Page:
Lowering the carbon footprint fruit n veg
Have you ever thought about how much impact your healthy food has on the wider environment? Looking at labels in the supermarket I can see that much of the salad crops I serve with my barbecues has travelled a very long way before it gets to my plate. That’s daft.
Anyone with a garden or even a window box could save several food miles by growing a small proportion of their own fruit and veg. And food growing isn’t necessarily high maintenance. At least not if you employ some sneaky garden design tips.
- If you only have room for one tree – make it a fruit tree
- Veg plants can double up as foliage plants when they are slotted into beds and borders.
- Some fruit bushes make great ornamental features – why not include a fruit cage in your design. They’re pretty AND practical.
- Herb plants are great beside a path so you get the scent wafted at you as you walk past. Some of them are also rather good at keeping insects away from your eating areas.
- A greenhouse will extend the growing season. Use it to grow salad crops, early potatoes, cut flowers for the house and so much more.
- If you install an irrigation system you don’t need to disrupt your lifestyle to water the veg – instead, use an app on your phone to turn on the tap.
Carbon neutral garden maintenance
It’s not just making a garden that can help the environment, it’s how you manage it too. Clever landscape design considers the ongoing care and while I’m designing for the twenties I’ll be thinking about what the client wants in terms of maintenance, but also what the environment needs. My designs are likely to include
- Companion planting to control pests and diseases
- Selecting plants and trees that are naturally resistant to disease so that they live longer and need less maintenance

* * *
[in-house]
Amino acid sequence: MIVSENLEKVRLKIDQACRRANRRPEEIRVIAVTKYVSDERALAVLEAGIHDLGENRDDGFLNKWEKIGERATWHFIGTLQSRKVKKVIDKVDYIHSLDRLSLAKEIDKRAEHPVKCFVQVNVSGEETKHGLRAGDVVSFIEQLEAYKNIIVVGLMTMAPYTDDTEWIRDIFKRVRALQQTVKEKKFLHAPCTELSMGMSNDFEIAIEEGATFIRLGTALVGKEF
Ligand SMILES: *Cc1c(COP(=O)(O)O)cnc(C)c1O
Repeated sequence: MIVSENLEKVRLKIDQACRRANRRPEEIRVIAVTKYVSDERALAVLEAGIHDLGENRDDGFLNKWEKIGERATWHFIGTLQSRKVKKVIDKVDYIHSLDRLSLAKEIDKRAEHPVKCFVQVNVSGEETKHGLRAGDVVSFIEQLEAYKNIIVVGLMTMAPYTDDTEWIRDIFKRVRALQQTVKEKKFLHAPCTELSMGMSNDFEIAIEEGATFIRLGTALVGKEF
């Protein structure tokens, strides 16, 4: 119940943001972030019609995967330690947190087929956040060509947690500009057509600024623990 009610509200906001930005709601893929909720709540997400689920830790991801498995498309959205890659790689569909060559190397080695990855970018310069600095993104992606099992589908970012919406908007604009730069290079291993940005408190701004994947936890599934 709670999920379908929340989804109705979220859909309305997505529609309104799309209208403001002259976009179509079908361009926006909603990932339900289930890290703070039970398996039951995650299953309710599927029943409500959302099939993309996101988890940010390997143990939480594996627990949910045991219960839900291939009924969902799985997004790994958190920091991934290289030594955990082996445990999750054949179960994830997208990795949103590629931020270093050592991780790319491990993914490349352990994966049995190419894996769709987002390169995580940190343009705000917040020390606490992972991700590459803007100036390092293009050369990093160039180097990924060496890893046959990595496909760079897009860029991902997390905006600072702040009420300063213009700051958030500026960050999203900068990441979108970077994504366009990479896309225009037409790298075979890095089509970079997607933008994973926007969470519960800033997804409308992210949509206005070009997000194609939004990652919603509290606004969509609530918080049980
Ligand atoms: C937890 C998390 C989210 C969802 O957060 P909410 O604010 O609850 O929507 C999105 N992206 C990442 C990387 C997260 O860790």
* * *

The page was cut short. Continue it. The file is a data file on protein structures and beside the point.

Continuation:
- Opting for lower maintenance elements options so that you don’t need gas-guzzling tools or chemical treatments to maintain them. Eg using cedar fencing that will last for many years without adding preservatives
- Choosing plants that have been grown locally and have a lower carbon footprint
- Not just plants – opting for hard landscaping materials that have been sustainably produced
- Using technology to reduce maintenance but keep eco-benefits. Eg automatic lawn mowers instead of artificial grass, and/or installing efficient irrigation systems.
A garden makeover can sometimes involve removing a lot of materials from site. Old sheds, tired plants, broken patios etc. Of course it’s not always possible to retain existing garden features but if they can be re-used they should be. What can a landscape designer do to help reduce waste?
- Avoid cutting down mature trees – instead incorporate them into the new design (maybe prune them a bit if necessary)
- Include existing plants in the new scheme
- Use reclaimed bricks, setts or stone
- Specify plants from a nursery that uses peat-free growing medium and pots that can be recycled
Make it last a lifetime
Finally, landscape design trends for the twenties need to be about sustainability. Creating gardens that adapt to their owner’s changing needs and to changing weather patterns.
Landscape design is important but so is the build. A well built garden will stand the test of time and can easily be adapted as its owners’ needs change. Choose your landscaper wisely!
We all get less agile as we age, so a garden needs to be easily tweaked during its lifetime. Steps will be built so that a handrail can be added if needed. We make sure the garden is accessible with a walking aid or a mobility scooter…just in case. Nice, deep raised beds are not only a good place to grow veggies, they can be maintained from a chair if your back is aching.
Scientists have a good idea how weather patterns are going to change during the lifetime of the gardens we build and, which means that we, as landscape designers can accommodate those changes. From major considerations – like drainage and water management to choosing plants that bring as many benefits as possible to comfort levels in the garden, privacy,, wildlife and the wider environment.
If you are aiming for a more sustainable lifestyle, a well-designed and well landscaped garden will make a giant contribution.
Talk to the Tapestry Design Studios team about different ways of improving your plot
How to futureproof your garden
Garden design advice for landscapers
Alternative lawns that won’t turn brown in a hot summer